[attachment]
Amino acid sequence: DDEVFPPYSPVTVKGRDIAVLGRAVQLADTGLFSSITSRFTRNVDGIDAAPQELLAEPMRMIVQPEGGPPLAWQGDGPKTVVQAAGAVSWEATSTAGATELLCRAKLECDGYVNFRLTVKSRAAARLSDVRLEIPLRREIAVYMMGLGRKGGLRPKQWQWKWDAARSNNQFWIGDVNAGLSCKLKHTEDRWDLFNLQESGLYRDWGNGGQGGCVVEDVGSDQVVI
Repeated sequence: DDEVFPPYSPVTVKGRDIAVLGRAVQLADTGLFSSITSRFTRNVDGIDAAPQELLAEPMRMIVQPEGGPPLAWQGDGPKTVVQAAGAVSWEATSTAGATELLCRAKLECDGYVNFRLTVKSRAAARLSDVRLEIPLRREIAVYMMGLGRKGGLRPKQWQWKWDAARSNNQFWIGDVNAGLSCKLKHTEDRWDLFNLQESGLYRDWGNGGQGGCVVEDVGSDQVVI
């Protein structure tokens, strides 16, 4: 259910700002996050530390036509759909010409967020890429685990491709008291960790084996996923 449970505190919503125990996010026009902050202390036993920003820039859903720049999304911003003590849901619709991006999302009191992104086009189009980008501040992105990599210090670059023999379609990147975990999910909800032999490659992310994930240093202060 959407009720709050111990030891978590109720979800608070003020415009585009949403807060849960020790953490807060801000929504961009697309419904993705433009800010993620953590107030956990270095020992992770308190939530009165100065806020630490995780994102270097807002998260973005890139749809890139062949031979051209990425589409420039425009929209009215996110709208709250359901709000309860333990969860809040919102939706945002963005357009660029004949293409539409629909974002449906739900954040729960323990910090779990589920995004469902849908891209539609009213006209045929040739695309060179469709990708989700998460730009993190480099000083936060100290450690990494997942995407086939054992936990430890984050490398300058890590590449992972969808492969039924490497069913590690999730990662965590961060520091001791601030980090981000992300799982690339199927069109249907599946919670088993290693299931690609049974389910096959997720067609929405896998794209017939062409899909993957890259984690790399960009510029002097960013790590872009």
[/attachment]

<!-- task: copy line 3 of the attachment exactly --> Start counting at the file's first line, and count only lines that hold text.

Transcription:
């Protein structure tokens, strides 16, 4: 259910700002996050530390036509759909010409967020890429685990491709008291960790084996996923 449970505190919503125990996010026009902050202390036993920003820039859903720049999304911003003590849901619709991006999302009191992104086009189009980008501040992105990599210090670059023999379609990147975990999910909800032999490659992310994930240093202060 959407009720709050111990030891978590109720979800608070003020415009585009949403807060849960020790953490807060801000929504961009697309419904993705433009800010993620953590107030956990270095020992992770308190939530009165100065806020630490995780994102270097807002998260973005890139749809890139062949031979051209990425589409420039425009929209009215996110709208709250359901709000309860333990969860809040919102939706945002963005357009660029004949293409539409629909974002449906739900954040729960323990910090779990589920995004469902849908891209539609009213006209045929040739695309060179469709990708989700998460730009993190480099000083936060100290450690990494997942995407086939054992936990430890984050490398300058890590590449992972969808492969039924490497069913590690999730990662965590961060520091001791601030980090981000992300799982690339199927069109249907599946919670088993290693299931690609049974389910096959997720067609929405896998794209017939062409899909993957890259984690790399960009510029002097960013790590872009």